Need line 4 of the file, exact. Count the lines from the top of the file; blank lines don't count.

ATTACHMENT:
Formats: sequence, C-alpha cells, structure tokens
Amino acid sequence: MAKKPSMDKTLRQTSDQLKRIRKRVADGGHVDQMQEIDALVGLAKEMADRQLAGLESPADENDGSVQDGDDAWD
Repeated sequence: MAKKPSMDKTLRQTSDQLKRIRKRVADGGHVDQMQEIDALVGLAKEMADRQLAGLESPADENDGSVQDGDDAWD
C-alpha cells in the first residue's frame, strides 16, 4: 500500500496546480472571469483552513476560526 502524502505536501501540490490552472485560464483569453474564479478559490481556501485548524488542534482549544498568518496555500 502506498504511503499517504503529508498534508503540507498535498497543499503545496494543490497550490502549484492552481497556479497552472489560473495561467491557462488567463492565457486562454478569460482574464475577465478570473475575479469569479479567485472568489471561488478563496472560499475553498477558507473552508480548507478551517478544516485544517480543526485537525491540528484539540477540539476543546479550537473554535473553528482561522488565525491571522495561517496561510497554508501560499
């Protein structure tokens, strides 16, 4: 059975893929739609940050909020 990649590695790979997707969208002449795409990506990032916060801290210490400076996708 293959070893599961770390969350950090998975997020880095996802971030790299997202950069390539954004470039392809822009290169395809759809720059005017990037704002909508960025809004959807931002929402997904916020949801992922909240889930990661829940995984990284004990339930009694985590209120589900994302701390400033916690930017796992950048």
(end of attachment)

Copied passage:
C-alpha cells in the first residue's frame, strides 16, 4: 500500500496546480472571469483552513476560526 502524502505536501501540490490552472485560464483569453474564479478559490481556501485548524488542534482549544498568518496555500 502506498504511503499517504503529508498534508503540507498535498497543499503545496494543490497550490502549484492552481497556479497552472489560473495561467491557462488567463492565457486562454478569460482574464475577465478570473475575479469569479479567485472568489471561488478563496472560499475553498477558507473552508480548507478551517478544516485544517480543526485537525491540528484539540477540539476543546479550537473554535473553528482561522488565525491571522495561517496561510497554508501560499